7. Brule, J.F., Leriche, B., et al.  Patients with high spinal cord injuries: evaluation of diaphragmatic function, indication of electrophrenic ventilation.  Agressologie (1993) 34 (Spec No 2): 90-92.
  8. Krieger, A.J., Gropper, M.R., et al.  Electrophrenic respiration after intercostal to phrenic nerve anastomosis in a patient with anterior spinal artery syndrome: technical case report.  Neurosurgery (1994 October) 35(4): 760-764.
  9. Staton, G., and R. Ingram.  Disorders of the Chest Wall.  Scientific American, Inc.   (1994 January) 1 - 12.
  10. Fritz, U., Braunn, U., et al.  Implantation of a phrenic stimulator in central respiratory paralysis.  Anesthetist (1995 December) 44(12): 880 - 883.
  11. Girsch, W., Koller, R., et al.  Vienna phrenic pacemaker—experience with diaphragm pacing in children.  European Journal of Pediatric Surgery (1996 June) 6(3):140-3.
  12. Garrido-Garcia, H., Mazaira Alvarez, J., et al.  Spinal Cord (1998 May) 36(5):310-4.
  13. Centers for Medicare and Medicaid Services – Phrenic Nerve Stimulator. Pub. No. 100-3, Manual Section No. 160.19.  Long-standing NCD, effective date not posted. http://www.cms.hhs.gov (Accessed April 26, 2006)
  14. Electrophrenic Pacemaker.  Chicago, Illinois: Blue Cross Blue Shield Association Medical Policy Reference Manual (2005 January) Surgery 7.01.37.

Coding Section

Codes Number Description
CPT 64575 Incision for implantation of neurostimulator electrodes; peripheral nerve
  64585 Revision or removal of peripheral neurostimulator electrodes
ICD-9 Procedure 34.85 Implantation of diaphragmatic pacemaker
ICD-9 Diagnosis 344.01 C1–C4 Complete quadriplegia
  344.02 C1–C4 Incomplete quadriplegia
  348.8 Other conditions of brain
HCPCS No Code  
ICD-10-CM (effective 10/01/15)  G8251  Quadriplegia, C1-C4 complete
  G8252  Quadriplegia, C1-C4 incomplete
  G9381  Temporal sclerosis
  G9382  Brain death
  G9389  Other specified disorders of brain
ICD-10-PCS (effective 10/01/15)  0BHR0MZ  Insertion of Diaphragmatic Pacemaker Lead into Right Diaphragm, Open Approach
  0BHR3MZ  Insertion of Diaphragmatic Pacemaker Lead into Right Diaphragm, Percutaneous Approach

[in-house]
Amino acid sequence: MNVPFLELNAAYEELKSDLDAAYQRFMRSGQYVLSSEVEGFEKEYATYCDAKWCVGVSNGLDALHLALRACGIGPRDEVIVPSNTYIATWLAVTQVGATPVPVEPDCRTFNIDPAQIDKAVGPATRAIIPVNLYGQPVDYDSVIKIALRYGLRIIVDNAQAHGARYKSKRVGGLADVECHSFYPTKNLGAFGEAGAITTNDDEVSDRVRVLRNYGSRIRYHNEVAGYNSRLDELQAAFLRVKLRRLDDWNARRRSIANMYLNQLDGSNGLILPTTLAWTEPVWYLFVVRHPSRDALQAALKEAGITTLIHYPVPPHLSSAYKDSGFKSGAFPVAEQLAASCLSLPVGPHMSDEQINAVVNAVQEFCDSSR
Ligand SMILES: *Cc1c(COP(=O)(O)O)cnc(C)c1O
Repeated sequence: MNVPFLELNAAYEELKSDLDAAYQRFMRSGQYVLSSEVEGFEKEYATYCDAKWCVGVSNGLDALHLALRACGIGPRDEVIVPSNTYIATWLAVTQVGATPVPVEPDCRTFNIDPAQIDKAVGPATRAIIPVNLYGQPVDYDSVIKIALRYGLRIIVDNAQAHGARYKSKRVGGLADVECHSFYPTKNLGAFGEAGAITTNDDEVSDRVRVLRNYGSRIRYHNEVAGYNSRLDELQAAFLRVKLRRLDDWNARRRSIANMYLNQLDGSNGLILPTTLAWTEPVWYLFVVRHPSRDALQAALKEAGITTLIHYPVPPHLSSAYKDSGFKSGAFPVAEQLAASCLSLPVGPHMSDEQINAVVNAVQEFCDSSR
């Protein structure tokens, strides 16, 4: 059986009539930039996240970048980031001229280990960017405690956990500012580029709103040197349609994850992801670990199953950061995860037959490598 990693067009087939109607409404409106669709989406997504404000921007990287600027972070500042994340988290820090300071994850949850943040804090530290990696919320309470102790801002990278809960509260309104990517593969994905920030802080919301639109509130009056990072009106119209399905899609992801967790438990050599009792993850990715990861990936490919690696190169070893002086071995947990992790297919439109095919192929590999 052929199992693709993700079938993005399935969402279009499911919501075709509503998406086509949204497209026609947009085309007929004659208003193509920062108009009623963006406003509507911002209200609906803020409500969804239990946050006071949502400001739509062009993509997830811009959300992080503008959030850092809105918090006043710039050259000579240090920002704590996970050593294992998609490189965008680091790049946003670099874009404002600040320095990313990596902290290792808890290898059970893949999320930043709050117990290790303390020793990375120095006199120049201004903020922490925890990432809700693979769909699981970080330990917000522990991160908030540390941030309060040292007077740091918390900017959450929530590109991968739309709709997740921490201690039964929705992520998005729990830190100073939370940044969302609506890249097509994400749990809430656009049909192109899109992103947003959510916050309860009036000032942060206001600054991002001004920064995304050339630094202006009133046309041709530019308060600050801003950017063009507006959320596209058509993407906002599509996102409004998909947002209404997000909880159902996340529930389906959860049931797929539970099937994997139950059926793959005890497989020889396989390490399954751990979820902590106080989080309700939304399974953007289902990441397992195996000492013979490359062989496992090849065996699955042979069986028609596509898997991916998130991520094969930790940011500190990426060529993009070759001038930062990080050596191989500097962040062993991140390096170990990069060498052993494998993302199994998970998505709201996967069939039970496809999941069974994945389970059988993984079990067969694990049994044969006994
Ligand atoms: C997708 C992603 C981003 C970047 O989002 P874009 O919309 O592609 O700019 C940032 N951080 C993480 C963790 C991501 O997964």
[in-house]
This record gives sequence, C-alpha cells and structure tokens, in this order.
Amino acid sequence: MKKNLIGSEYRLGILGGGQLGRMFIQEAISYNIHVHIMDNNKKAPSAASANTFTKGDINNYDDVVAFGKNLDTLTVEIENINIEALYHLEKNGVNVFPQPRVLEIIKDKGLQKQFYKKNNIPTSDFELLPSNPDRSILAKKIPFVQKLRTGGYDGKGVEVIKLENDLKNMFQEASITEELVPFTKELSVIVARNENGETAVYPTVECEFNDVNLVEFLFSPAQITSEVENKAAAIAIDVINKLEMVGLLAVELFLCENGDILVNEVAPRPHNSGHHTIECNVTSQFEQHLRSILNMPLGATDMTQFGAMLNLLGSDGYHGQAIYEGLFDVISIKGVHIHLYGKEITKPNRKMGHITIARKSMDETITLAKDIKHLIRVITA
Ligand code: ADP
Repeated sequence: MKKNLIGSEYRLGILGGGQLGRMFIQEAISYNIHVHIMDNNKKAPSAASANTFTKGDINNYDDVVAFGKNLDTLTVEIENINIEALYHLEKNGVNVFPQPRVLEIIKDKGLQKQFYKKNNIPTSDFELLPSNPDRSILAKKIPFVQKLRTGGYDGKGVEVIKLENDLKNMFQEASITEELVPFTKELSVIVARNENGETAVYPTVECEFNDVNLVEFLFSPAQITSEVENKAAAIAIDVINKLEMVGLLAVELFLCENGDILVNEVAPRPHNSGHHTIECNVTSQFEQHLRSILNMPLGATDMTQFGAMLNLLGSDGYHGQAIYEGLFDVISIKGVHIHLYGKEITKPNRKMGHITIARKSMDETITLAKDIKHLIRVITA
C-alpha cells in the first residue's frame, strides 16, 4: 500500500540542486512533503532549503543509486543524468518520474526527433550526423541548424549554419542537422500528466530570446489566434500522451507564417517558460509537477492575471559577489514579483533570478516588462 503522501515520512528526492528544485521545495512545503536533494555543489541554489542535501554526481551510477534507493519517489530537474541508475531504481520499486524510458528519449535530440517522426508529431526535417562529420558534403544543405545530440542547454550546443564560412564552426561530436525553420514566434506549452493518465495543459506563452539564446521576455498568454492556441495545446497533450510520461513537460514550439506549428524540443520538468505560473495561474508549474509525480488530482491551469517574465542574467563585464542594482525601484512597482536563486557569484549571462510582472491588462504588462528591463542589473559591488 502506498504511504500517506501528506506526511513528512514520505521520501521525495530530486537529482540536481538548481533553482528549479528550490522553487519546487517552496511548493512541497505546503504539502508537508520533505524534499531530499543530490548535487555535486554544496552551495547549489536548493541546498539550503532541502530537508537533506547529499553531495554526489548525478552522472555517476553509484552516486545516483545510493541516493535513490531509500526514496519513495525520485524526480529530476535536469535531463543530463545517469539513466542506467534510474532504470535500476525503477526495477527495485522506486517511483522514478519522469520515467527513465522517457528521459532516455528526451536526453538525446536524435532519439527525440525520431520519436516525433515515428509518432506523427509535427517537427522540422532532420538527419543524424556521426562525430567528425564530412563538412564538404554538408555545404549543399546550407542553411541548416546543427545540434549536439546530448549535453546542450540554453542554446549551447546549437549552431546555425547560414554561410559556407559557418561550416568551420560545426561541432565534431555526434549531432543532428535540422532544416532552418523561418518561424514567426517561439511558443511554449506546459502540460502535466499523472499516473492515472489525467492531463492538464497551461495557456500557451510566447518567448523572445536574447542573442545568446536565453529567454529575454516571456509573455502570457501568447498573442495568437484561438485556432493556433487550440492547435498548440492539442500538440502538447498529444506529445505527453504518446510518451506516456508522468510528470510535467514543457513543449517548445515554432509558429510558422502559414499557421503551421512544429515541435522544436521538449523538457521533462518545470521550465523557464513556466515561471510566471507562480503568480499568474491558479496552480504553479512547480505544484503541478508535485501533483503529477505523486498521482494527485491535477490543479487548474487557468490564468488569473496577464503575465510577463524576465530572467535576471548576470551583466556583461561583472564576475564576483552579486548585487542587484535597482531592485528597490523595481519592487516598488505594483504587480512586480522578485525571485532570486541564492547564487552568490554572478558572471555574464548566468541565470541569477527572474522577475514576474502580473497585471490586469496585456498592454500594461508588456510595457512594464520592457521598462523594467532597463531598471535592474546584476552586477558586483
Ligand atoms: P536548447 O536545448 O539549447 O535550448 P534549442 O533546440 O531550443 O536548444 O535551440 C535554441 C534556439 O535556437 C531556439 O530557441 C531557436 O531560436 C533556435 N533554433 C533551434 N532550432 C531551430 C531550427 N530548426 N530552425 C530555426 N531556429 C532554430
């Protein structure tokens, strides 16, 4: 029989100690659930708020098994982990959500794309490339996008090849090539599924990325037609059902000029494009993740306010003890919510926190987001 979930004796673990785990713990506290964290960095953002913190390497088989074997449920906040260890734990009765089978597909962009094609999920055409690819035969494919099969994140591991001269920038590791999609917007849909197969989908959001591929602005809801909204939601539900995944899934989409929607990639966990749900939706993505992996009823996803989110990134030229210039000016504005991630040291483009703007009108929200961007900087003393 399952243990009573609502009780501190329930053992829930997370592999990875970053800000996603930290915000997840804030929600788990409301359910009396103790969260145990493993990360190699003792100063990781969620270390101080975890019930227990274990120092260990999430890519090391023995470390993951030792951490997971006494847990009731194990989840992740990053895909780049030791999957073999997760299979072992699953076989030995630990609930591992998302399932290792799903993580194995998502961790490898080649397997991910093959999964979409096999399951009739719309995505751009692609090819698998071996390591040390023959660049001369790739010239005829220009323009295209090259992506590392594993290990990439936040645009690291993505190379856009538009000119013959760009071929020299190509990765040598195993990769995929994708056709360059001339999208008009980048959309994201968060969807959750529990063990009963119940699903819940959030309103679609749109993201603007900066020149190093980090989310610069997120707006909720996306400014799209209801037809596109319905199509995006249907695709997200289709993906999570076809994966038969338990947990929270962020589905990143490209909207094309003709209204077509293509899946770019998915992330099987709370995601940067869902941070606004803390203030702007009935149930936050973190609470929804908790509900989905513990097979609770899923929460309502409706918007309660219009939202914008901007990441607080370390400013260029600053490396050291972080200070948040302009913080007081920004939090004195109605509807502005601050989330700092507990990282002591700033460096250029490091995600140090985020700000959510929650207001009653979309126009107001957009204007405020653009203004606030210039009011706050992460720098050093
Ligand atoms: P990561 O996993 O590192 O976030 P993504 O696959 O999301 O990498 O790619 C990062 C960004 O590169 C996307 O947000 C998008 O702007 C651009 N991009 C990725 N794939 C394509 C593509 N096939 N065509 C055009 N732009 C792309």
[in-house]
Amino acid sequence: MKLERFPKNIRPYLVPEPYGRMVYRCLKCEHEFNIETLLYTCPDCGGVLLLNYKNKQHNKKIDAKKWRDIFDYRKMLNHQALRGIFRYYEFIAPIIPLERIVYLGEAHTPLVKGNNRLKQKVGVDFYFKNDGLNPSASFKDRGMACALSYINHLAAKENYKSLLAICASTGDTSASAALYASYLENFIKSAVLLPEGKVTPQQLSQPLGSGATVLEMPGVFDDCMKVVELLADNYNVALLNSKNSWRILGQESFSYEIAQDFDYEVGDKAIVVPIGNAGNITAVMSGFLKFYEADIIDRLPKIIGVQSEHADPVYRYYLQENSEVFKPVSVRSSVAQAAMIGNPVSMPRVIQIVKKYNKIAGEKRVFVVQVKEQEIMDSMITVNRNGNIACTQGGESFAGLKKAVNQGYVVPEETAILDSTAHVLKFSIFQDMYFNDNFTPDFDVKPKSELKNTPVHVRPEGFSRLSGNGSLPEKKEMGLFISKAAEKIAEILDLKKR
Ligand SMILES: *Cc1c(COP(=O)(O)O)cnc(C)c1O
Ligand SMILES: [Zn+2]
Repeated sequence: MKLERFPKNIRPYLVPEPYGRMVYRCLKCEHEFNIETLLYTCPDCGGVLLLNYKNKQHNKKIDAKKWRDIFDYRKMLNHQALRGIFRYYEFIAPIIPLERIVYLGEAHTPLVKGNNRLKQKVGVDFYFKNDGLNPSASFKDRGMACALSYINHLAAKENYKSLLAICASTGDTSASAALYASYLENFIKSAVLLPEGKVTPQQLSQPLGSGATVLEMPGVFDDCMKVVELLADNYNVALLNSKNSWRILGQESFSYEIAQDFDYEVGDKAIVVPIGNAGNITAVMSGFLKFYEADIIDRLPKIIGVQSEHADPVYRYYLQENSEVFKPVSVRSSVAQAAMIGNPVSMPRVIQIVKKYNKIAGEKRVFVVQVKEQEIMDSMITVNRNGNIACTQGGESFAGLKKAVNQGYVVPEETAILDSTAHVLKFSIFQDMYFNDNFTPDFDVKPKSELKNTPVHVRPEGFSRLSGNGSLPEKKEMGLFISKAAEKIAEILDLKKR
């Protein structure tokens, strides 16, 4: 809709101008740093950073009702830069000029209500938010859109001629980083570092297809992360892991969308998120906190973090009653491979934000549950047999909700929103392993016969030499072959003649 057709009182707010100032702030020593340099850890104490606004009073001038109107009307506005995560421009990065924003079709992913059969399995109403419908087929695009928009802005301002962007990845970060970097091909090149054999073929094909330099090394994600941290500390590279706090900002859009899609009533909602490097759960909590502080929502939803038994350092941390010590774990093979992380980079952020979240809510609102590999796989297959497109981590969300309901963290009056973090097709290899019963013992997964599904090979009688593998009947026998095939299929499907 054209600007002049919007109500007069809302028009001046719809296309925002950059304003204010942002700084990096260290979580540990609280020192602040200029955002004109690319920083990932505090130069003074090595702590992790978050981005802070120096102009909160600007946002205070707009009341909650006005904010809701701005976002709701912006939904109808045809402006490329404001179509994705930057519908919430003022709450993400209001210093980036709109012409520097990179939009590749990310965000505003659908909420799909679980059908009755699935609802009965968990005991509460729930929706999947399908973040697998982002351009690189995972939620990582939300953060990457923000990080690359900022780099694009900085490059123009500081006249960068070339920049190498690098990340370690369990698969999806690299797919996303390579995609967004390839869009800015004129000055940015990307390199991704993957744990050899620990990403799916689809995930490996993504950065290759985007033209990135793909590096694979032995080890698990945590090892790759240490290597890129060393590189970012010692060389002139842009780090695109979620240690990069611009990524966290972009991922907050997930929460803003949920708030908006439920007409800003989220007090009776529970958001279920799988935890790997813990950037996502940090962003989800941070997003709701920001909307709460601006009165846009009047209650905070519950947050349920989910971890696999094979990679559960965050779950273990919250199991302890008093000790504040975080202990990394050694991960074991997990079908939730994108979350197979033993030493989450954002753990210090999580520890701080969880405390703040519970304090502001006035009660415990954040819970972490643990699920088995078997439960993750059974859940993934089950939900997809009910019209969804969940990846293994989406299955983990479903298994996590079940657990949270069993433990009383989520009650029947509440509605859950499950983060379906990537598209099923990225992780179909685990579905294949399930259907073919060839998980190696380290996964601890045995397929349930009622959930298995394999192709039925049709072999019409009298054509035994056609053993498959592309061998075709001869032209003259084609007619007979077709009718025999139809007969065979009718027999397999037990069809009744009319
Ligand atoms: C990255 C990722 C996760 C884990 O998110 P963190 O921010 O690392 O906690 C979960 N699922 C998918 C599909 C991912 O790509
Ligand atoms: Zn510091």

0BHR4MZ  Insertion of Diaphragmatic Pacemaker Lead into Right Diaphragm, Percutaneous Endoscopic Approach
  0BHS0MZ  Insertion of Diaphragmatic Pacemaker Lead into Left Diaphragm, Open Approach
  0BHS3MZ  Insertion of Diaphragmatic Pacemaker Lead into Left Diaphragm, Percutaneous Approach
  0BHS4MZ  Insertion of Diaphragmatic Pacemaker Lead into Left Diaphragm, Percutaneous Endoscopic Approach
Type of Servicd Surgical  
Place of Service Inpatient  

Procedure and diagnosis codes on Medical Policy documents are included only as a general reference tool for each policy. They may not be all-inclusive.

This medical policy was developed through consideration of peer-reviewed medical literature generally recognized by the relevant medical community, U.S. FDA approval status, nationally accepted standards of medical practice and accepted standards of medical practice in this community, Blue Cross and Blue Shield Association technology assessment program (TEC) and other non-affiliated technology evaluation centers, reference to federal regulations, other plan medical policies and accredited national guidelines.

"Current Procedural Terminology© American Medical Association.  All Rights Reserved" 

History From 2014 Forward     

03/02/2020 

Annual review. No change to policy intent. 

03/04/2019 

Annual Review. No change to policy intent 

03/19/2018 

Annual Review. No change to policy intent. 

03/02/2017 

Annual review.  No change to policy intent 

03/10/2016 

Annual review.  No change to policy intent. 

09/21/2015

Added ICD-10 codes. 

03/05/2015 

Annual review, Added coding. No change to policy intent.

03/13/2014

Annual review. Updated rationale and references. No change to policy intent.